Reserved Seating Tickets: $39, $49, $59, $79 ON SALE: Friday, April 5 at 10:00 AM
Over fifty years ago, Taj Mahal formed the Rising Sons, a six-piece outfit that included guitarist Ry Cooder. The band opened for numerous high-profile touring artists of the ‘60s, including Otis Redding, The Temptations and Martha and the Vandellas. Around this same time, Mahal also mingled with various blues legends, including Howlin’ Wolf, Muddy Waters, Junior Wells, Buddy Guy, Lightnin’ Hopkins and Sleepy John Estes.
This diversity of musical experience served as the bedrock for Mahal’s first three recordings: Taj Mahal (1967), The Natch’l Blues (1968) and Giant Step (1969). In the 1970s, Mahal carved out a unique musical niche with a string of adventurous recordings, including Happy To be Just Like I Am (1971), Recycling the Blues and Other Related Stuff (1972), the GRAMMY®-nominated soundtrack to the movie Sounder (1973), Mo’ Roots (1974), Music Fuh Ya (Music Para Tu) (1977) and Evolution (The Most Recent) (1978). The type of blues he was playing in the early 70s showed an aptitude for spicing the mix with exotic flavors that kept him from being an out and out mainstream genre performer.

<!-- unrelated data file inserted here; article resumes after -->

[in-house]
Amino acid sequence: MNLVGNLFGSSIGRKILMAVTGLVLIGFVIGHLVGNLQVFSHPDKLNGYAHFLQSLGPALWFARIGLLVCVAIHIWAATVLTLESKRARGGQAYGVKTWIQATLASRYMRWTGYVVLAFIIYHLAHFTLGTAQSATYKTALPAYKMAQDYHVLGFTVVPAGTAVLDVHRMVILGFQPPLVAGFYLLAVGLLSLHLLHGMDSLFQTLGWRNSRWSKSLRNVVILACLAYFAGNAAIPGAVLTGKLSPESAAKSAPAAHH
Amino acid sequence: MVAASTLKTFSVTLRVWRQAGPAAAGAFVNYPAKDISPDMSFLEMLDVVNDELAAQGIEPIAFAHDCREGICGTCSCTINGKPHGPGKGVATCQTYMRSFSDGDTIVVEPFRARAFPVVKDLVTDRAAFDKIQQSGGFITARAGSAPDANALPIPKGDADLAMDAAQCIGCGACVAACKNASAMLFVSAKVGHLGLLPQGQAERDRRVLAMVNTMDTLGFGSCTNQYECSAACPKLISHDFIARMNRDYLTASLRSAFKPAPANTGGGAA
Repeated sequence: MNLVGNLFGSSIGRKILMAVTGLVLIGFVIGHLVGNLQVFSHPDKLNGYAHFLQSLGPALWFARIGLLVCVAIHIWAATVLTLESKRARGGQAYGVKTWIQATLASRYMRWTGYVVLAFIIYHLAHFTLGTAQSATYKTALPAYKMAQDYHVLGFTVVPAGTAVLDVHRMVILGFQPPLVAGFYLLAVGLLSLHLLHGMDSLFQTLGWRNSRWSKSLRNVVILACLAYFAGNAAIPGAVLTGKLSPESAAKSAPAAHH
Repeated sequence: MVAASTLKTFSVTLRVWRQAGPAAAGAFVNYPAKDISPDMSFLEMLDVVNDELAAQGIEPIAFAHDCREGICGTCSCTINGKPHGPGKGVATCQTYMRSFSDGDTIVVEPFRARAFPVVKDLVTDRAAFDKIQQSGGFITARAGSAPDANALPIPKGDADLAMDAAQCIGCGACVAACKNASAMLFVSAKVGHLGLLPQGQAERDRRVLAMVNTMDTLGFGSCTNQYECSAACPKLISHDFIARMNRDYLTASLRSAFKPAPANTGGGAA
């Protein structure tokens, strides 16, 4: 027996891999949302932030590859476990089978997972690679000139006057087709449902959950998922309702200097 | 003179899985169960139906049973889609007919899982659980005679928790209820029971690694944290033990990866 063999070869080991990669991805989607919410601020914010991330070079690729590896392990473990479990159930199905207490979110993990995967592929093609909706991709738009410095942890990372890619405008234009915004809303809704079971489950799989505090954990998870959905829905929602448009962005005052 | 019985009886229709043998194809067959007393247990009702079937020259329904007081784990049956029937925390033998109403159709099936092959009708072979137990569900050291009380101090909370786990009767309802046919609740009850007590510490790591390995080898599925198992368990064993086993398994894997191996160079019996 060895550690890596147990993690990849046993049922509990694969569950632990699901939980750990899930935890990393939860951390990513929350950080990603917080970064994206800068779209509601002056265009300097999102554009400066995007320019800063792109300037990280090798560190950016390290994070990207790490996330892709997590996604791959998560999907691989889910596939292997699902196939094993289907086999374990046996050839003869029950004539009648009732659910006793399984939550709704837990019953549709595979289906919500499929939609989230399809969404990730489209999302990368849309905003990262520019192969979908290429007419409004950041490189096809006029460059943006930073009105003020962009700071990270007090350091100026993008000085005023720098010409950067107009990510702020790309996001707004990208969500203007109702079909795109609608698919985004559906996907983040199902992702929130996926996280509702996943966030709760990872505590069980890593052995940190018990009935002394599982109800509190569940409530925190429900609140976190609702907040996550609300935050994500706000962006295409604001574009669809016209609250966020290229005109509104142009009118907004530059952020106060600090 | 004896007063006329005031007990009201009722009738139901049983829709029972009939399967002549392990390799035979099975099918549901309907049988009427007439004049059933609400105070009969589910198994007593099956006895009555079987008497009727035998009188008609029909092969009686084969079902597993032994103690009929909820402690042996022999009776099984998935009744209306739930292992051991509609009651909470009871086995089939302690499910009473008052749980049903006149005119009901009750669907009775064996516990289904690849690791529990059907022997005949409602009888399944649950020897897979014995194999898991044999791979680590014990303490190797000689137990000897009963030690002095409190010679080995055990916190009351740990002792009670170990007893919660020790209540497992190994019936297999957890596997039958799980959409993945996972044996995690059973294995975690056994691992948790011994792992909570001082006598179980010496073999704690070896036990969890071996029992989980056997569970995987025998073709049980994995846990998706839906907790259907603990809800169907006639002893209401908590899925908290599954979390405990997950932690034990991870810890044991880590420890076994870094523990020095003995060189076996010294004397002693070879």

Since the release of 2008’s Maestro, his most recent studio recording which received a Grammy nomination for Best Contemporary Blues Album, Mahal has been busier than ever touring and recording at a whirlwind pace with old friends and fellow musical sojourners. Whether he’s producing live albums, joining critically acclaimed collaborations or performing as a featured guest alongside some of the world’s greatest guitarists, Mahal’s career has been full of and defined by colorful twists and turns, unexpected whimsical ventures and a commitment to a muse that has long preferred freewheeling innovation to conformity.